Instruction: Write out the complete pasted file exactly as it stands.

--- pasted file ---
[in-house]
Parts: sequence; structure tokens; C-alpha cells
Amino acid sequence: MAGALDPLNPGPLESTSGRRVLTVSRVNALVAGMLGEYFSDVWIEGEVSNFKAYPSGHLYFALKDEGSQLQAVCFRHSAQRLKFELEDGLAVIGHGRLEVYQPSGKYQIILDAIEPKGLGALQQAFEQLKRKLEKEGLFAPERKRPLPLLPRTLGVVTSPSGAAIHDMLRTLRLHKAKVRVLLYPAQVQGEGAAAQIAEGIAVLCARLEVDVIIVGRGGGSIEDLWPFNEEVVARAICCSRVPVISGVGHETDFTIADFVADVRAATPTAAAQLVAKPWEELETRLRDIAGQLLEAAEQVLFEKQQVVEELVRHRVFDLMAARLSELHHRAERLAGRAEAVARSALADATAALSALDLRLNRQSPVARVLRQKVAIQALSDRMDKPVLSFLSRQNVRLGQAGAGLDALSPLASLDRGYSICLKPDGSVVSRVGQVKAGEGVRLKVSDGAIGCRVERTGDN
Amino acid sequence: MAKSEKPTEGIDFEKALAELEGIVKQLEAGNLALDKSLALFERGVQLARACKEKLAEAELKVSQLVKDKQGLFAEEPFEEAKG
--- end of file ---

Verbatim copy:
[in-house]
Parts: sequence; structure tokens; C-alpha cells
Amino acid sequence: MAGALDPLNPGPLESTSGRRVLTVSRVNALVAGMLGEYFSDVWIEGEVSNFKAYPSGHLYFALKDEGSQLQAVCFRHSAQRLKFELEDGLAVIGHGRLEVYQPSGKYQIILDAIEPKGLGALQQAFEQLKRKLEKEGLFAPERKRPLPLLPRTLGVVTSPSGAAIHDMLRTLRLHKAKVRVLLYPAQVQGEGAAAQIAEGIAVLCARLEVDVIIVGRGGGSIEDLWPFNEEVVARAICCSRVPVISGVGHETDFTIADFVADVRAATPTAAAQLVAKPWEELETRLRDIAGQLLEAAEQVLFEKQQVVEELVRHRVFDLMAARLSELHHRAERLAGRAEAVARSALADATAALSALDLRLNRQSPVARVLRQKVAIQALSDRMDKPVLSFLSRQNVRLGQAGAGLDALSPLASLDRGYSICLKPDGSVVSRVGQVKAGEGVRLKVSDGAIGCRVERTGDN
Amino acid sequence: MAKSEKPTEGIDFEKALAELEGIVKQLEAGNLALDKSLALFERGVQLARACKEKLAEAELKVSQLVKDKQGLFAEEPFEEAKG